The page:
All Publications

Monographs

Politicized Microfinance: Money, power and violence in the Black Americas. The University of Toronto Press. July 2016. See: http://www.utppublishing.com/Politicized-Microfinance-Money-Power-and-Violence-in-the-Black-Americas.html

The Black Social Economy in the Americas: Exploring Diverse Community-Based Alternative Markets. Palgrave Macmillan, New York. (Edited book, in preparation)

Business and Society: A Critical Introduction. London: Zed Books. 2017. Co-edited with K. Birch et al.

Book Chapters

Collective banks build up civil society: Two cases in Jamaica and Guyana. Chapter in Yovanovich, Gordana and Rice, Roberta (under contract) Re-Imagining Communities. London: Routledge. 2016.

Business and Social Exclusion chapter in Birch, K; et al.Business and Society: A Critical Introduction. London: Zed Books, 2017.

Spread of Capitalism. chapter in Birch, K; et al.Business and Society: A Critical Introduction. London: Zed Books. 2017. Co-written with Kean Birch.

Journal Articles

Going local in downtown Kingston, Jamaica: Doing qualitative research in a volatile urban environment. Qualitative Research Journal. Volume 16:4 (November): 345-361.

Money pools in the Americas: The African diaspora’s legacy in the social economy. Accepted and forthcoming in the Forum of Social Economics. Volume XLV: 4 (November): 309-328.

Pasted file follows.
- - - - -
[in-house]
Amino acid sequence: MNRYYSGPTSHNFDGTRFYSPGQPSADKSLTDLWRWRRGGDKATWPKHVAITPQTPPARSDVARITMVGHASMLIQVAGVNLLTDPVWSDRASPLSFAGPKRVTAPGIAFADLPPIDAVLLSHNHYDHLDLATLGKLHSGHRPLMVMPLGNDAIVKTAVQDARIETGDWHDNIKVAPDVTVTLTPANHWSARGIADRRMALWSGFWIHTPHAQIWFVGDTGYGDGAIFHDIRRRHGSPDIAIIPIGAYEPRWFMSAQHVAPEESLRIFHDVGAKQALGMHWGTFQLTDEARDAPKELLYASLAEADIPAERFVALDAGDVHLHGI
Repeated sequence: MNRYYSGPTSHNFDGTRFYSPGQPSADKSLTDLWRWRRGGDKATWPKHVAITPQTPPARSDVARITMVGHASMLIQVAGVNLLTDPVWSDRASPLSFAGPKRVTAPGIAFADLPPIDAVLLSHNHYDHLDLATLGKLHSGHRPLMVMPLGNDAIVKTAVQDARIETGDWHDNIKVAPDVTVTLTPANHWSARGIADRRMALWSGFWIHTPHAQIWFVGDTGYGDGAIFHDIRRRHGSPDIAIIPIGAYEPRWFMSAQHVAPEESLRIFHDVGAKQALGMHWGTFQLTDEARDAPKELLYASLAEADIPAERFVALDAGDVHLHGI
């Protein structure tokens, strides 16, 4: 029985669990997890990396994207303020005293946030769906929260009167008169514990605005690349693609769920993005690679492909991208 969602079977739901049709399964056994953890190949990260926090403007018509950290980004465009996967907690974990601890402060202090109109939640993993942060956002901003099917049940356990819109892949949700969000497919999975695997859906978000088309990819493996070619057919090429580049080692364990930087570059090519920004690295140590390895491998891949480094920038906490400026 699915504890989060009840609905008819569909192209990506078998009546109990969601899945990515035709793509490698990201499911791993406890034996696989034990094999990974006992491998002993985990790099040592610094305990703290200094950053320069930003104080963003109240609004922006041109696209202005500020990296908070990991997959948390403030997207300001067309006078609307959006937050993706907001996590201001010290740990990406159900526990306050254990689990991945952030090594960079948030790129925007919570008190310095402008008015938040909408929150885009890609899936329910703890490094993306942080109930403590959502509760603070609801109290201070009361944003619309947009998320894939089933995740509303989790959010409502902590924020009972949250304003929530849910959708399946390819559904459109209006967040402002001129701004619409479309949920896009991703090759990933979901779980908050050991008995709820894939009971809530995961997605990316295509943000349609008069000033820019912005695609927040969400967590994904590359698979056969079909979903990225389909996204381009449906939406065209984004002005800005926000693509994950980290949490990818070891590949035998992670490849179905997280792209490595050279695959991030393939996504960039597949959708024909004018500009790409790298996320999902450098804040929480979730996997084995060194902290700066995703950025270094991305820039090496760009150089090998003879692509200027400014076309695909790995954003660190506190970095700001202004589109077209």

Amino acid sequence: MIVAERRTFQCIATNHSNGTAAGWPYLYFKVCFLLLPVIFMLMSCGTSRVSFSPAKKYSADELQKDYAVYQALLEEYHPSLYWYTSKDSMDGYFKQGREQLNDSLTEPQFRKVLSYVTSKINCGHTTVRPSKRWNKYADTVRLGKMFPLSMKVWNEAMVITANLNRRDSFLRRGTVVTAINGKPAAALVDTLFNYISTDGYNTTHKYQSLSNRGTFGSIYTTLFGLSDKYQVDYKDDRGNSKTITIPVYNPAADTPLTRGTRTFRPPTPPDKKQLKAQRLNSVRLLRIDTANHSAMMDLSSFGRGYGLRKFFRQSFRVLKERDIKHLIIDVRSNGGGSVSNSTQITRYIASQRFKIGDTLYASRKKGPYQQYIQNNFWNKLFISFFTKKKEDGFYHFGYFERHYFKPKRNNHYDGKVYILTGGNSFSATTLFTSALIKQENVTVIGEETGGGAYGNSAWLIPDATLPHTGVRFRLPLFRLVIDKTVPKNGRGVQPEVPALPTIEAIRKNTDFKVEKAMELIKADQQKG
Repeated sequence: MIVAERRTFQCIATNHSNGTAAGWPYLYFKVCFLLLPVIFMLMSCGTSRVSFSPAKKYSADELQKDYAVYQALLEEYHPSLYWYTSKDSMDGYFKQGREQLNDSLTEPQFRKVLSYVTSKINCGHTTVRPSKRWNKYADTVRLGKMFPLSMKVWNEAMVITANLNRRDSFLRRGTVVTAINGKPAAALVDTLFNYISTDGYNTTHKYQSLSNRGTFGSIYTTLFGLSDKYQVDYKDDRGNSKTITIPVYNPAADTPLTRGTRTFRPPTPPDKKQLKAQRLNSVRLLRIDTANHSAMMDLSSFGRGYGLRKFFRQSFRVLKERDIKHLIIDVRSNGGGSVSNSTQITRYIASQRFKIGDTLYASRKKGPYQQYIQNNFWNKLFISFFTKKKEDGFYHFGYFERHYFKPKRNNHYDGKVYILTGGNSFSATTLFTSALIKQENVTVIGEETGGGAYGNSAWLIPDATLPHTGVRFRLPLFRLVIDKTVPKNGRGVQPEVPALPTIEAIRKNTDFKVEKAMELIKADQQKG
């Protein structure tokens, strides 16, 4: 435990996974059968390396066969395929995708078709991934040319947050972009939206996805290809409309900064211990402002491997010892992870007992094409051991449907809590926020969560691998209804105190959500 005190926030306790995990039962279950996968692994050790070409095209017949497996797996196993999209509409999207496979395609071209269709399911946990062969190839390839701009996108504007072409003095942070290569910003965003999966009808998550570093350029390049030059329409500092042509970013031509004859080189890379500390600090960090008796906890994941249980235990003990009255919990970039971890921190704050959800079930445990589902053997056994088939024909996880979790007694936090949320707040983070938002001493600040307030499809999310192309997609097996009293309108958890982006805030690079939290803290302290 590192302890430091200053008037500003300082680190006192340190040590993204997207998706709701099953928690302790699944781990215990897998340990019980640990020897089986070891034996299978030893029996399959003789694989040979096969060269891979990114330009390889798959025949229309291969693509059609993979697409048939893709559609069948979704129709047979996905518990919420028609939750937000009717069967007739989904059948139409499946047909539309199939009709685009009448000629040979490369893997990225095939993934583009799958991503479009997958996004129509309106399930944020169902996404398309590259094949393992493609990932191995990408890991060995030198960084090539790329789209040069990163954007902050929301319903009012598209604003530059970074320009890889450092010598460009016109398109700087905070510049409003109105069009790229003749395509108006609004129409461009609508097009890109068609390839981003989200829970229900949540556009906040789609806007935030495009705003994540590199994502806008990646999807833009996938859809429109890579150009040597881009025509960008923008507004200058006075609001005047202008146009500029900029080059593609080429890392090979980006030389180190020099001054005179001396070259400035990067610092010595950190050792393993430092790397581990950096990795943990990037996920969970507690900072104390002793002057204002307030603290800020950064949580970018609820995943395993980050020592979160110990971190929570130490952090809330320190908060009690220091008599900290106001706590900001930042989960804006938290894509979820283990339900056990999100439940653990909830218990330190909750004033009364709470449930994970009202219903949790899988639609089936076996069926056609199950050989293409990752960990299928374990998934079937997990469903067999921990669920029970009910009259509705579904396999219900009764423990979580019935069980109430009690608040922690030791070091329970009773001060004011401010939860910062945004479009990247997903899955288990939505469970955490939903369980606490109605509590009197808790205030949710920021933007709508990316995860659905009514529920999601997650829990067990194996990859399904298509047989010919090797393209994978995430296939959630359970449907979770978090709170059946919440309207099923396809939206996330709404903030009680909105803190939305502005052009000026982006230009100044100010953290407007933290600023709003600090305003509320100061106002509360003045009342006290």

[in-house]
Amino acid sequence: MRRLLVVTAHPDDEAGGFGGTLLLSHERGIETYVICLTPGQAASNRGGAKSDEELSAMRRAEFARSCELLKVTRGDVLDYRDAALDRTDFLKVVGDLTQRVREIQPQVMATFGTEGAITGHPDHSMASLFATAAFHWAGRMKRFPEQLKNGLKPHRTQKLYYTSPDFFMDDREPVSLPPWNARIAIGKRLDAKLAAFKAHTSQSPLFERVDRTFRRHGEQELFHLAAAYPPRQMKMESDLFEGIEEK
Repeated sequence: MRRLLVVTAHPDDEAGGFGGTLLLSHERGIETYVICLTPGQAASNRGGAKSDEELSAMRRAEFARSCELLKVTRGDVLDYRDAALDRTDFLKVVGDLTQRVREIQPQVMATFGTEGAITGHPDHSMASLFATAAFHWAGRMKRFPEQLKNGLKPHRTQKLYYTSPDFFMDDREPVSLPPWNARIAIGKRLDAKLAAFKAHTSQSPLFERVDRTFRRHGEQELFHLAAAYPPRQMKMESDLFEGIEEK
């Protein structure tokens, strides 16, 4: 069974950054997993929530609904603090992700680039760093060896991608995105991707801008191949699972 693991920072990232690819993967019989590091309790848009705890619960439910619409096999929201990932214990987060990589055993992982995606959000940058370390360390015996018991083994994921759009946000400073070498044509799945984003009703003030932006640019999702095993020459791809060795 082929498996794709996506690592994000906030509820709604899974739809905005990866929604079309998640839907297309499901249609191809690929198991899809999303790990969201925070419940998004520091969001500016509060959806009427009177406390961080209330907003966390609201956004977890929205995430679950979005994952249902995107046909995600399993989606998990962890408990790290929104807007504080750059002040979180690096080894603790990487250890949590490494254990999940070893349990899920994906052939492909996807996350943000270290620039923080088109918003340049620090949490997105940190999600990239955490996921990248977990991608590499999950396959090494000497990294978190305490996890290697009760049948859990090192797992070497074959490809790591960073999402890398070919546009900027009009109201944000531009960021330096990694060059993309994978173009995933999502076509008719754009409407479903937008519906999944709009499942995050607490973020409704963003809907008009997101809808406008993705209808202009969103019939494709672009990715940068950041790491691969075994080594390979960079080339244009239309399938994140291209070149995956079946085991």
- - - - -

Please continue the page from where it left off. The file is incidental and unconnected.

’Big Man’ politics in the social economy: A case study of microfinance in Kingston, Jamaica. Review of Social Economy. Volume 74:2 (April 2016): 148-171. ** Winner of the Helen Potter Award for best journal article from the Association of Social Economics, conferred at Allied Social Science Conference and American Economics Association, Chicago, 7 January 2017.

Black women in the marketplace: The everyday gendered risks encountered by Haiti’s madan saras (women traders). Work Organisation, Labour and Globalisation. Special issue Intersectionality, Work and Globalization. Nov 2015.

Black women as cooperators: Rotating savings and credit associations (ROSCAs) in the Caribbean and Canada. Journal of Cooperative Studies. Winter 2015.

Government-owned micro-banking and financial exclusion: A case study of small business people in east Port of Spain, Trinidad and Tobago. Canadian Journal for Latin American and Caribbean Studies.(Nov 2015). Volume 40(3): 393-409.

The Exclusion of Afro-Guyanese Hucksters in Micro-banking. The European Review of Latin America and Caribbean Studies. Volume 96: 75-98, April 2014.

The Politics of Resistance: Informal Banks in the Caribbean. The Review of Black Political Economy. Volume 41: 1, 85-100. March 2014.

Haiti's Caisses Populaires: Home-grown Solutions to bring Economic Democracy. International Journal of Social Economics. Volume 41: 1, 42-59, January 2014.

The Black Social Economy: Perseverance of Banker Ladies in the Slums. Annals of Public and Cooperative Economics. Volume 83:4, 423-442. 4 December 2013.